Looney American Foundation threatens to sue the Nobel Committee

Oct 23rd, 2006 | By Ra Ravishankar

Background Information: Since last September, Hindutva (Hindu
supremacist) groups have attempted in vain to doctor sixth grade
social science textbooks in California [1]. With the solid backing of
their Indian allies, and aided by a battery of expensive lawyers and
the PR firm Ruder Finn, these groups sought to elide discussion of
caste and sex-based discrimination (in India) in the textbooks [2].
Their efforts were first opposed by a European-American scholar (Michael Witzel,
Professor of Sanskrit at Harvard University), and the California State
Board of Education is predominantly European-American, so the Hindutva groups and
their supporters cynically assumed the mantle of an aggrieved minority
[3]. What follows is an (as yet) imaginary account of the developments
following the announcement of
Read the rest



The Shorter History of God

Oct 22nd, 2006 | By R. Joseph Hoffmann

First some history. The Hebrew tribes were a violent lot, not just because their literary enemies, like the 3rd century BCE historian Manetho, says they were, but violent even by their own reckoning. From Abraham’s fatwah on the cities of the plain, described gleefully by the author of Genesis (Genesis 19:12-29) as the first victory of Yahweh against his enemies, right down to the final humiliation of the God-forsaken people (their description) and the fall of the southern kingdom of Judaea (586 BCE), the love of war and the smell of blood dominates the Hebrew Bible.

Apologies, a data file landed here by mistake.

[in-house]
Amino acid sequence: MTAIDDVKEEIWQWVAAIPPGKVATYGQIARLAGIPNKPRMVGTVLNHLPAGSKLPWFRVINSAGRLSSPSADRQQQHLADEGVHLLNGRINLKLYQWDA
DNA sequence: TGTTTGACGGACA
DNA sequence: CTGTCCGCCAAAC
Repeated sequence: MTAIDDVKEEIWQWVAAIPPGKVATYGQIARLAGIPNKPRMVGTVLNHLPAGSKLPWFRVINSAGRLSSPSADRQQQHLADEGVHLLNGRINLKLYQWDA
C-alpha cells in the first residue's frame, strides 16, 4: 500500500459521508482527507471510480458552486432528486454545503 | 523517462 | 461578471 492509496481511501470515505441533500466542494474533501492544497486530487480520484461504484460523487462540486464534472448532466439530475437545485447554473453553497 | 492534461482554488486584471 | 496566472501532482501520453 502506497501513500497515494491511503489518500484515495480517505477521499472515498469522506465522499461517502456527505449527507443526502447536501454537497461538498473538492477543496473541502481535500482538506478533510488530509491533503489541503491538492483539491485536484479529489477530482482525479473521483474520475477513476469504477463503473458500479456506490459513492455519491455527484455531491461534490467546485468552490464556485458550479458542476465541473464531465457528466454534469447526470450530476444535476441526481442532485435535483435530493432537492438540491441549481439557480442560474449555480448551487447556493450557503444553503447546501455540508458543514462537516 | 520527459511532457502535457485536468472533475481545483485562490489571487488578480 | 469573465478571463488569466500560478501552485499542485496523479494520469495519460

Take for example this little story in the Book of Judges: A certain Levite takes a concubine, who deserts him. Outraged, the Levite drags … Read the rest



The Veil: a Non-Muslim Feminist Perspective

Oct 11th, 2006 | By Helen Gray

Well, everyone knows what Jack straw thinks about women wearing the veil, so I thought I’d share my thoughts.

Whilst I understand and accept that people like to wear various apparel to show an allegiance to the particular religion they subscribe to, the wearing of the veil overspills the religious and even the cultural arena. The veil demands of a woman an extreme form of modesty which both isolates and subjugates her. Anything that does this to women, be it in the name of religion, culture, or whatever else, is wrong.

It subjugates because one of the many things a veil does is put the responsibility for controlling male sexual desire squarely on a woman’s shoulders. She must cover-up or … Read the rest



On Multiculturalism And Religion – Jesus Doesn’t Morris Dance

Sep 24th, 2006 | By Jonathan Thake

When we think of multiculturalism we tend to think of an educated internationalist outlook: a broad modern palate able to appreciate foods, wines, books, music and art from around the world. We also tend to include religion on that list; but that is a mistake.